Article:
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The Independent Critic

Will Smith, Jaden Smith, Isabelle Fuhrman, Sophie Okonedo, David Denman, Zoe Kravitz
M. Night Shyamalan
Gary Whitta (Screenplay), M. Night Shyamalan (Screenplay), Michael Soccio (Writer), Stephen Gaghan (Writer), Will Smith (Story)
Rated PG-13
100 Mins.
Columbia Pictures
"A Father's Legacy" featurette with Will and Jaden Smith; an on-location and "The Nature of the Future" featurettes. Also, on Blu-ray: alternate opening sequence; three other making-of featurettes.

 "After Earth" May Qualify as Child Abuse for Papa Will 

How bad is After Earth?

Let's just say that I'd rather be locked in a room for an hour listening to Willow Smith screeching out "Whip My Hair" at full blast in Dolby Stereo than have to ever watch the film again.

Is it really that bad?

Yes. Why yes, it is.

After Earth is so bad that I think there's an argument for calling Child Protective Services on him for thinking this would somehow qualify as father/son bonding or furthering son Jaden's career. While he's at it, why not take Jaden out walking across the Sahara Desert in a tuxedo? It would be infinitely more enjoyable and at least the memory of it all would come to a merciful end.

The memory of After Earth is so painful that I still feel like my eyes are burning, their light and life flamed out by the ghastly sight of Jaden Smith floundering as an ill-prepared leading man and Will Smith stripped of his usual personality by a character so completely devoid personality that it makes his appearance in Seven Pounds seem downright hopeful and vibrant. After Earth is a dreadful experience and it's difficult to imagine that it won't end up comfortably in my Bottom 10 Films of 2013. While I've never quite been as solid on Will Smith as an actor as everyone else has been, truthfully I'm rather astounded at how completely nonsensical and painful to watch this film becomes as M. Night Shyamalan throws away yet another chance to rejuvenate his barely afloat directorial career.

After Earth takes place 1,000 years in the future after man has, of course, decimated earth and been forced to relocate to an exoplanet known as Nova Prime. Apparently, Nova Prime is somewhere along the Mid-Atlantic given the hideously silly accents utilized by Will and Jaden.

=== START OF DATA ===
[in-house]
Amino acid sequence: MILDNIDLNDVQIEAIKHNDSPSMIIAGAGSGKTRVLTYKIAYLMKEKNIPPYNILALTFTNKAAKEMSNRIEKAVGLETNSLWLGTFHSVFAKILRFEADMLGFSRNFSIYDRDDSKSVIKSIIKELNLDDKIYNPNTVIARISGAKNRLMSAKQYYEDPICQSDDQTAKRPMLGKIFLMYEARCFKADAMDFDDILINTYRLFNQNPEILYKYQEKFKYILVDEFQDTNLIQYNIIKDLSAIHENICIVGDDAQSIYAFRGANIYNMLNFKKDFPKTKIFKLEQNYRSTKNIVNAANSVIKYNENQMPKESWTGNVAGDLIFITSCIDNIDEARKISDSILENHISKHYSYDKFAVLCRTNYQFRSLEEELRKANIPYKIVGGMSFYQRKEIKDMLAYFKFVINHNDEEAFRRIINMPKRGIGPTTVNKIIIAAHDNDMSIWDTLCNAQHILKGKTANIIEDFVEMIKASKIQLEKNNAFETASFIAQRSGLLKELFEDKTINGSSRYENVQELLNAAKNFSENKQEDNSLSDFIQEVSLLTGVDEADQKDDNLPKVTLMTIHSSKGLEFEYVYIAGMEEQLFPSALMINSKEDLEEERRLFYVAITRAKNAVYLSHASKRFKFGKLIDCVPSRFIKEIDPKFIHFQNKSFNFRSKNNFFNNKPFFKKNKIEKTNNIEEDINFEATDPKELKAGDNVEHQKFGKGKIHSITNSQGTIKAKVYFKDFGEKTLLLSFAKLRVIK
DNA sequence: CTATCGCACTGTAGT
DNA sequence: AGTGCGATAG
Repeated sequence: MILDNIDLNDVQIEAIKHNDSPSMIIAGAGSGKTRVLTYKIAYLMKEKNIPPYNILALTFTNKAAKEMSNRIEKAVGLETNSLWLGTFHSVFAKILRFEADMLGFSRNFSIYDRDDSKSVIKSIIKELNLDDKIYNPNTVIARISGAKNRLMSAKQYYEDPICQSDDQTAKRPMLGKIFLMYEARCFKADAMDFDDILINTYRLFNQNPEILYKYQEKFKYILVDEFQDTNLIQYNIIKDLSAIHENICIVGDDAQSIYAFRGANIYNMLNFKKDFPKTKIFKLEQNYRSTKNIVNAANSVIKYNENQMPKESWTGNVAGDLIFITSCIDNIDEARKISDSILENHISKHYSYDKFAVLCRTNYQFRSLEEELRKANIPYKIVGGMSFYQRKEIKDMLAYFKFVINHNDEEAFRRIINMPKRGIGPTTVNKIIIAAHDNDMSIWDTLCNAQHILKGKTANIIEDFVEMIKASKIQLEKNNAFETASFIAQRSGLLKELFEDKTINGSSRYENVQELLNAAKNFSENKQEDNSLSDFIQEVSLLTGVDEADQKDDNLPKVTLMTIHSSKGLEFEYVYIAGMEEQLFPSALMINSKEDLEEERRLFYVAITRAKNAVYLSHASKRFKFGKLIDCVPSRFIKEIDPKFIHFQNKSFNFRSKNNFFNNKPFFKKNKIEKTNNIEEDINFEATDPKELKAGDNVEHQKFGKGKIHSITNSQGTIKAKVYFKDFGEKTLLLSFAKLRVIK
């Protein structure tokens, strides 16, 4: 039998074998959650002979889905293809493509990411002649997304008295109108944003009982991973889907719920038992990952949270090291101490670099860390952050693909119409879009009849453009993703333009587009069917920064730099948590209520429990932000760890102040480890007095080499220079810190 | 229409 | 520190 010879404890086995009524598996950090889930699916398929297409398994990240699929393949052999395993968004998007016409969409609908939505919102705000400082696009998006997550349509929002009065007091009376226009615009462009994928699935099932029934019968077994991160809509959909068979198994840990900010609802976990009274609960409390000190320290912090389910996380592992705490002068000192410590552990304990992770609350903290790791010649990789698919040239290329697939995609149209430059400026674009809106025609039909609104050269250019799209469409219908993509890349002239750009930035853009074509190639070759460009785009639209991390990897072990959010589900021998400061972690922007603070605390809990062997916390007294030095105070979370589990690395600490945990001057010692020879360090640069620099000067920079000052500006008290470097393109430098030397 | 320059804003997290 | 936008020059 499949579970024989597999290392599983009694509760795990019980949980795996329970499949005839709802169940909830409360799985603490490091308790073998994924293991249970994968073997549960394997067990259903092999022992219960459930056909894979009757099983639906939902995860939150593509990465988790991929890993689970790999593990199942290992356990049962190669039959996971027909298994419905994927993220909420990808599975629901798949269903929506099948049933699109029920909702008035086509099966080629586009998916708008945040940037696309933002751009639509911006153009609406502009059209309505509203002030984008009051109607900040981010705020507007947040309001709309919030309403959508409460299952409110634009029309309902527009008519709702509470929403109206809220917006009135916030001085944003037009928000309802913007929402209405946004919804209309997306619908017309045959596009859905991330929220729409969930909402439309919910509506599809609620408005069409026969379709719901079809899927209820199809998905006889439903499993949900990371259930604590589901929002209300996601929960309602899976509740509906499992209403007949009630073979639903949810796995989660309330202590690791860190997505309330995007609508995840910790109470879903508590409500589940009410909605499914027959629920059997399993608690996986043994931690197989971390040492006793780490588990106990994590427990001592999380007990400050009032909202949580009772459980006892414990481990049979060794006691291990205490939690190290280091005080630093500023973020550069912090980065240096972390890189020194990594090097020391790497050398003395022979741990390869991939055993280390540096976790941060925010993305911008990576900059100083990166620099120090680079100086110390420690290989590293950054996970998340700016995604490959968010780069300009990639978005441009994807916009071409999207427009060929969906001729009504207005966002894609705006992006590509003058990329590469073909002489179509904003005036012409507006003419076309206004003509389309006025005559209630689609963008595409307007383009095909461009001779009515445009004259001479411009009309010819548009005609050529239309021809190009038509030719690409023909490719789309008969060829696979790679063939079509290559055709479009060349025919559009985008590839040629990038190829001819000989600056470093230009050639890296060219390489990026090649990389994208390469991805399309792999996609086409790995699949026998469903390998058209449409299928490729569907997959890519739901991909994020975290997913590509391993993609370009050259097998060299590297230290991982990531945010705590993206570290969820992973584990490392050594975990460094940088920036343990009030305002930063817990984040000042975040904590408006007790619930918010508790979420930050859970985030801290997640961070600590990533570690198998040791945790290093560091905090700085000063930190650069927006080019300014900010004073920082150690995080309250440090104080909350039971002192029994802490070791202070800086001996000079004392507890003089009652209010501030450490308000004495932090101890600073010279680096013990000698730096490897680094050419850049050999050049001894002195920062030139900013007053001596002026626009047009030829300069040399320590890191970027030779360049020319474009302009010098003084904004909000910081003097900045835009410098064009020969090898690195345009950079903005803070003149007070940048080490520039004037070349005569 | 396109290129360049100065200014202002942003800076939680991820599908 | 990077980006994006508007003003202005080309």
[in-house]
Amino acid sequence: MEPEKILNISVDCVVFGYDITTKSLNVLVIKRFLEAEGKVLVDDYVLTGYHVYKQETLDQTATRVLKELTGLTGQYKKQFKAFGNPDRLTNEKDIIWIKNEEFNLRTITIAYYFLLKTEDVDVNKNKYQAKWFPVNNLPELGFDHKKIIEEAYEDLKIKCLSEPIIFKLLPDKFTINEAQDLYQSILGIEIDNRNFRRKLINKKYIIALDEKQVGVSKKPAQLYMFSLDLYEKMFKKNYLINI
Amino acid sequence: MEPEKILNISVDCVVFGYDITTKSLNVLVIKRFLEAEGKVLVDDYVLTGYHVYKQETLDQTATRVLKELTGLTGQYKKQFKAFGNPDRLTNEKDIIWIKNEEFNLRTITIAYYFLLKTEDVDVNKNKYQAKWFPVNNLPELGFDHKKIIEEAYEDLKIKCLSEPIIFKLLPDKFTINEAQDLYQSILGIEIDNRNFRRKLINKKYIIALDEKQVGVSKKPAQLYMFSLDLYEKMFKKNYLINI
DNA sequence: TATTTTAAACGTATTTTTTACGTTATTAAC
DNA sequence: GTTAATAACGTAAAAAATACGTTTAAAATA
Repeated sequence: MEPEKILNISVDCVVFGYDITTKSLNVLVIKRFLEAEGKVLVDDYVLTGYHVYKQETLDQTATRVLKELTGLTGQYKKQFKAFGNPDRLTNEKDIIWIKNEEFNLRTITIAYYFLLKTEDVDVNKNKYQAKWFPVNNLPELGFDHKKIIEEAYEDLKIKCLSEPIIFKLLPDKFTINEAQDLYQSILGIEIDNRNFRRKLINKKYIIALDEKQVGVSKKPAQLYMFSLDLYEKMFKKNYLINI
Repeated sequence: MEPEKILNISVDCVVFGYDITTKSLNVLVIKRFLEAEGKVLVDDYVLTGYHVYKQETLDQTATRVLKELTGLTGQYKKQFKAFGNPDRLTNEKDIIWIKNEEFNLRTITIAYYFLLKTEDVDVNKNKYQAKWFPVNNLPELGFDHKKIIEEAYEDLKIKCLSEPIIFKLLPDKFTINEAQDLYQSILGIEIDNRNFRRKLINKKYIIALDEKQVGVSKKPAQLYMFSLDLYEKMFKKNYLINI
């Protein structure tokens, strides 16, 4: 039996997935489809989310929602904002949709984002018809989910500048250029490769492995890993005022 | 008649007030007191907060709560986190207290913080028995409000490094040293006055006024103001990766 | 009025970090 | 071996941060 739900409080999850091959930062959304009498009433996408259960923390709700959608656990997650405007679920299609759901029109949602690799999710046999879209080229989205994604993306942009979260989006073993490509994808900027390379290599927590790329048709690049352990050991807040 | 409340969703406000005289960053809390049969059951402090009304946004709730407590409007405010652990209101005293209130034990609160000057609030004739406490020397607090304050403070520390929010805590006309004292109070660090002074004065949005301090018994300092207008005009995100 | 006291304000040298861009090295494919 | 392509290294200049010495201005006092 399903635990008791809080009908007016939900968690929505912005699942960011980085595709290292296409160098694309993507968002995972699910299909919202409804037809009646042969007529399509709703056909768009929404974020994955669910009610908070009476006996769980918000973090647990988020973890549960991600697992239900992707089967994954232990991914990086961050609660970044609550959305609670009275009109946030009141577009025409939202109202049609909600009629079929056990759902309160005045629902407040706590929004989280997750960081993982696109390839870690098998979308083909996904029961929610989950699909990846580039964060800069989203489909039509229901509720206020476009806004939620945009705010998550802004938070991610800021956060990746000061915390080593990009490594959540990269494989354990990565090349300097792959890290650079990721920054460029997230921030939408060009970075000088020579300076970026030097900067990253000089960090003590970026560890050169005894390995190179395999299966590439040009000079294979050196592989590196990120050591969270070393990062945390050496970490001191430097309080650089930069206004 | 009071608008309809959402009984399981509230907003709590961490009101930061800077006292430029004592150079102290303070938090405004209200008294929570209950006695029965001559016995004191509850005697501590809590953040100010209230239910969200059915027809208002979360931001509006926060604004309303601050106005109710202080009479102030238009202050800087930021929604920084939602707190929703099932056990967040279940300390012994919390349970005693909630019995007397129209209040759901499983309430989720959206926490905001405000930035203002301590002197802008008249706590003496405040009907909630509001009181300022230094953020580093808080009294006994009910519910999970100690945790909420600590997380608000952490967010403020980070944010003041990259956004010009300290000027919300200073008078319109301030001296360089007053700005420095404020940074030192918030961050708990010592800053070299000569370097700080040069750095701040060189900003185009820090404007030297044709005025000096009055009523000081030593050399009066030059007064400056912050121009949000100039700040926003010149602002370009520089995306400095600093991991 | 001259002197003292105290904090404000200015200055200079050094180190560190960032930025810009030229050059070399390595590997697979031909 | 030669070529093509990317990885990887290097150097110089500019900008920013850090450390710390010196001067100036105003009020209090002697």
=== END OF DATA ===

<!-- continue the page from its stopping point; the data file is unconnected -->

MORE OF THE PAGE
But, I digress.

Will plays Gen. Cypher Raige, most likely named Cyper Raige because Battlefield Earth already laid claim to Terl. Or Hurl. Or Swirl.

But, I digress.

There's a lot of digressing in After Earth. There's a lot of repetition. There's a lot of really cheesy special effects, lame plot threads and scenes of Jaden Smith shrieking in fear, recoiling in whatever you recoil from and, ultimately, learning to overcome his fear in what amounts to a poorly produced lesson from A Course in Miracles - Nothing but love is real. Fear is imaginary.

Blah. Blah. Blah.

Jaden's Kitai is forced to confront all of these these because he's accompanied his father on a routine mission that predictably goes awry. Already traumatized from a childhood event that we all relive way too many times, Kitai must find his inner strength when his father is injured and those evil things that are always around the corner can easily smell fear and aren't hesitant to exploit it.

Blah. Blah. Blah.

There was a time when the release of an M. Night Shyamalan film was an "event." Heck, even if you scoffed at his predictable twists you at least looked forward to doing so. These days, M. Night has been on such a downward spiral that it's not even fun picking on the guy anymore. The only real debate here is whether or not After Earth is better or worse than The Last Airbender.

It's really close.

While Will Smith may have failed in providing his son with a meaningful cinematic experience, at least they have the pleasure of getting to join together in one of life's greatest lessons - Absolutely failure and how to respond when announced as a Razzie nominee.

© Written by Richard Propes
The Independent Critic